Public “report cards” on outcomes for patients who have undergone percutaneous coronary intervention (PCI or coronary angiography) were originally developed to increase transparency and improve care, but studies have shown that these reports may inadvertently discourage physicians from offering this lifesaving treatment to patients at high risk for poor outcomes.
Researchers from the Smith Center for Outcomes Research in Cardiology at Beth Israel Deaconess Medical Center (BIDMC) now provide a closer look at physicians’ knowledge, attitudes and beliefs about PCI public reporting. In a study published online today in JAMA Cardiology, the researchers describe the results of a comprehensive survey of interventional cardiologists in two states that mandate public reporting. Their overall results show that risk-averse attitudes and practice patterns remain widespread when clinical results are publicly reported.
“Our primary results showed that among the interventional cardiologists who responded, almost two-thirds reported avoiding performing an indicated coronary intervention on at least two occasions due to a concern that an adverse event might negatively affect their publicly reported outcomes,” said senior author Robert W. Yeh, MD, MBA, Director of the Smith Center and an interventional cardiologist at BIDMC. “A similar number reported that they had been pressured by colleagues to avoid performing PCIs – even if it was the preferred procedure for the patient’s condition – if there was a risk of a bad outcome.”
The online survey was sent to 456 interventional cardiologists in Massachusetts and New York (where public reporting is mandated). The survey was developed and distributed by the Smith Center in collaboration with the Society for Cardiovascular Angiography and Interventions and the American College of Cardiology’s Interventional Council.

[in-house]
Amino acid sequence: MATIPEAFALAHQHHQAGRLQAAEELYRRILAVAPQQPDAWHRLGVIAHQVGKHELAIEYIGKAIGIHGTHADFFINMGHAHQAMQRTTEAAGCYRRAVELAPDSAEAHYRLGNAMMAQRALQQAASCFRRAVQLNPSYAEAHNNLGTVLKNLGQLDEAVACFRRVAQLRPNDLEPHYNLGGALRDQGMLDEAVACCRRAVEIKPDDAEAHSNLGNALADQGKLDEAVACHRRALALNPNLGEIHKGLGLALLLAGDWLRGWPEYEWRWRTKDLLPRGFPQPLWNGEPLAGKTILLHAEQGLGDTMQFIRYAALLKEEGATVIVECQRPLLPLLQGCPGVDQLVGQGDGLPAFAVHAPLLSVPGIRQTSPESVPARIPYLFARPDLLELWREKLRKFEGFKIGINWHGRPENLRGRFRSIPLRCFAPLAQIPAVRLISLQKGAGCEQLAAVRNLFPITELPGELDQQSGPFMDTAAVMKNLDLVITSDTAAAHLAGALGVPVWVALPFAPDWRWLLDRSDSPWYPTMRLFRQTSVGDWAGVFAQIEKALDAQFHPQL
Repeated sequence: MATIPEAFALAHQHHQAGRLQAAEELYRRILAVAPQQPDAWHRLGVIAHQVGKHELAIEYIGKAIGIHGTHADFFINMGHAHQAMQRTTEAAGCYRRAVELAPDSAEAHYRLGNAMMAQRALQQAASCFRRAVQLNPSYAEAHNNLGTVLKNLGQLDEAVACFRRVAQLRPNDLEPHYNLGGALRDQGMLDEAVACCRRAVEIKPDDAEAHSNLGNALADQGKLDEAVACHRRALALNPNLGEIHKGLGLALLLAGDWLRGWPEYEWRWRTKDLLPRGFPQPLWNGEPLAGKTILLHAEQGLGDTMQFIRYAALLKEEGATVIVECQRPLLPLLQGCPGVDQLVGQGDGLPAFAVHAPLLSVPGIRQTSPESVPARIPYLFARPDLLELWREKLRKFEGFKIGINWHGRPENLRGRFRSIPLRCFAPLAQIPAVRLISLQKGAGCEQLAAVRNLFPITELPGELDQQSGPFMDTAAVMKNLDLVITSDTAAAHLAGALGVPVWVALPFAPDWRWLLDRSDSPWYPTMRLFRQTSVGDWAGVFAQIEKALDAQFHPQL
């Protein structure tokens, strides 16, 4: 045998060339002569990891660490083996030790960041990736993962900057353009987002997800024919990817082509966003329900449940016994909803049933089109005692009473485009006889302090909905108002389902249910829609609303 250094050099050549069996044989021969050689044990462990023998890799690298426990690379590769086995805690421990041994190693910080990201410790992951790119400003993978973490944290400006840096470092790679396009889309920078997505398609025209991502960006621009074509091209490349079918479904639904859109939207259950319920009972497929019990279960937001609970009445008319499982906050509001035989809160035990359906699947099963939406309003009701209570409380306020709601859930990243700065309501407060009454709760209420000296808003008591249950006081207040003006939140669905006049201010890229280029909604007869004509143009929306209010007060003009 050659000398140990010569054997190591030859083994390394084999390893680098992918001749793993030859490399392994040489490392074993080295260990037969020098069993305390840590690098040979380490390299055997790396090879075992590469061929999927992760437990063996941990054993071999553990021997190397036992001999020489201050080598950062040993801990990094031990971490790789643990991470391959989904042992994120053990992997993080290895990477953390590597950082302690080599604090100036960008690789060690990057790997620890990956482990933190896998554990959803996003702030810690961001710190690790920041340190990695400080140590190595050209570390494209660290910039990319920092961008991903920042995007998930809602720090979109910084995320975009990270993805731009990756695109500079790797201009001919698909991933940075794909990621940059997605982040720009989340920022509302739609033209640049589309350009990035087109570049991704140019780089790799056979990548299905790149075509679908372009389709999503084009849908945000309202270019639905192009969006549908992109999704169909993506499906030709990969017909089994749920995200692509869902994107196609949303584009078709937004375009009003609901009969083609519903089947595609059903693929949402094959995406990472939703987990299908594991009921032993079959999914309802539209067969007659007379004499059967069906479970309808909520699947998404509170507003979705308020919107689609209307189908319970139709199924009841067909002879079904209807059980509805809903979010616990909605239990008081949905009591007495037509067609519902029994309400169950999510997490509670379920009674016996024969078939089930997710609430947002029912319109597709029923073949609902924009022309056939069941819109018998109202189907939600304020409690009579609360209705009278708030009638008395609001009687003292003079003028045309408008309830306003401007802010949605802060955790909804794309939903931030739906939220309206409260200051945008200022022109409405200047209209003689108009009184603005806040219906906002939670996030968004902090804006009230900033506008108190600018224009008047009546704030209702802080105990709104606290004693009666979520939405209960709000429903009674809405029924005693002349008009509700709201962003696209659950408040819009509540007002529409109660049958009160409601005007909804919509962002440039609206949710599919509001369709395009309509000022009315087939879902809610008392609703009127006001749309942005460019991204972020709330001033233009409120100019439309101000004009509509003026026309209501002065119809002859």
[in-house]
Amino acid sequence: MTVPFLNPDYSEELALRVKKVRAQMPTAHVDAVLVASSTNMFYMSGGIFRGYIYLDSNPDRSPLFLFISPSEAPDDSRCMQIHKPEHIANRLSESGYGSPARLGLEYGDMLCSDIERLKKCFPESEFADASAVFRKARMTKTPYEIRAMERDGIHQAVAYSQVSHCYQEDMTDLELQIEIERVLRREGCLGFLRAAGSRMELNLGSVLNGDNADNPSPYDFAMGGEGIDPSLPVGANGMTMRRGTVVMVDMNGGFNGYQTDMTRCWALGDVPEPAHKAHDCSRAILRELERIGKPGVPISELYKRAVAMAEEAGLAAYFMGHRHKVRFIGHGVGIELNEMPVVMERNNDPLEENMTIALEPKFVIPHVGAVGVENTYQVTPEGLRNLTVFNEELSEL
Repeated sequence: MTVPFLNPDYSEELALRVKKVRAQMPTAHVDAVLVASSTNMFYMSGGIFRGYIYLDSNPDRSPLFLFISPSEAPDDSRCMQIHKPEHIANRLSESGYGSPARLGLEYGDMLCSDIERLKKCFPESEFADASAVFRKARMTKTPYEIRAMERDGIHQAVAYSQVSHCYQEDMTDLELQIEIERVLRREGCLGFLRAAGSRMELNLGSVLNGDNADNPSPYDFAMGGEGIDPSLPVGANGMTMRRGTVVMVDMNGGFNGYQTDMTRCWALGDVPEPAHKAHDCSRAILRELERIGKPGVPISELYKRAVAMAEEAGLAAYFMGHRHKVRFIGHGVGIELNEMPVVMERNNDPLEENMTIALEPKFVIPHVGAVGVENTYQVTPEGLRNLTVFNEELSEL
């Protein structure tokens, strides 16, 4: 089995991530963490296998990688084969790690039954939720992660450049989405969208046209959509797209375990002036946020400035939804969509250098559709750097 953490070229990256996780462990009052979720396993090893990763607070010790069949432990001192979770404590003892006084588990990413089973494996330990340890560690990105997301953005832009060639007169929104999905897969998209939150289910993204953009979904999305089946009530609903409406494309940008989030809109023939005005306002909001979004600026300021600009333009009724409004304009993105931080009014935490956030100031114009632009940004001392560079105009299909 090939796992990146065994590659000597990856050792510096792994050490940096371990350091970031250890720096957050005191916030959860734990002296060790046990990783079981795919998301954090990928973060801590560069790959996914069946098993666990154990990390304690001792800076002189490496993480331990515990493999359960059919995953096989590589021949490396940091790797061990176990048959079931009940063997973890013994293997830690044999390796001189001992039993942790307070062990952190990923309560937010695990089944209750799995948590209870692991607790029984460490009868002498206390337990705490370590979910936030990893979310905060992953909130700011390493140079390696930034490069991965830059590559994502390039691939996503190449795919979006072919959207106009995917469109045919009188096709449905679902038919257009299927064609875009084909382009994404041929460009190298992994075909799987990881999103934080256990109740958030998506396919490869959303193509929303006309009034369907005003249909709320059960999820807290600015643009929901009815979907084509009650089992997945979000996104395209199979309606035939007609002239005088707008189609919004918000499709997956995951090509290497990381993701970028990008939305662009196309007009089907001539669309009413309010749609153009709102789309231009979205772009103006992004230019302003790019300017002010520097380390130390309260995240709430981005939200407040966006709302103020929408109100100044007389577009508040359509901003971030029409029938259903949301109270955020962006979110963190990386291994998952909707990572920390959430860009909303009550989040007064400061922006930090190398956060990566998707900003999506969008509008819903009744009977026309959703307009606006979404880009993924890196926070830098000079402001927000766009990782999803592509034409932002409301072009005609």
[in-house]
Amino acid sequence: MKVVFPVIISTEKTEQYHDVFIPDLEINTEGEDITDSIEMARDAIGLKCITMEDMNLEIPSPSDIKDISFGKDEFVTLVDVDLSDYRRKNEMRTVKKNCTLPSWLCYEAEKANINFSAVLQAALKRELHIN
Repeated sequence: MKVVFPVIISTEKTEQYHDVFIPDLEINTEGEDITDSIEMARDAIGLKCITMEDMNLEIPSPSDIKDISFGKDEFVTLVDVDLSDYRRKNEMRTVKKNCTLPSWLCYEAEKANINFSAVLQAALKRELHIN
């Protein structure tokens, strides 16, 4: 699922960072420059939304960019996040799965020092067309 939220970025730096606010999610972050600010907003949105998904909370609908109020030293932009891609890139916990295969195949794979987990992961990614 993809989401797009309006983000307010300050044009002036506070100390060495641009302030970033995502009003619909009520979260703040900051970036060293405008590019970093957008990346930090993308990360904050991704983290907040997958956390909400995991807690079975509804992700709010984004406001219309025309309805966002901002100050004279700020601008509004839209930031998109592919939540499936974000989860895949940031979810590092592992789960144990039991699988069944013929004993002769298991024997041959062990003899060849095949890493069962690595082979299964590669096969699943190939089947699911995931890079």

The results showed that:
“Despite reforms intended to limit reporting of outcomes for the highest-risk patients undergoing PCI, current programs continue to engender risk-averse clinical practice,” said the study’s first author Daniel Blumenthal, MD, MBA, an investigator in the Smith Center at BIDMC, a cardiologist at the Massachusetts General Hospital and an Instructor in Medicine at Harvard Medical School. “This is the first time we asked interventional cardiologists in multiple states in-depth questions about how these public reports influence their clinical decisions. Their answers revealed that unintended consequences of public reporting continue to undermine the policy.”
“I think that when developing policies intended to improve quality of care and transparency, policy makers have to talk to the physicians to find out how these policies might change their behavior,” added Yeh, who is also an Associate Professor of Medicine at Harvard Medical School. “We need more engagement and input from the people who are actually caring for the patients. While I believe there is an important place for public reporting, we always need to take into account the human factor, which may arise in unexpected ways.”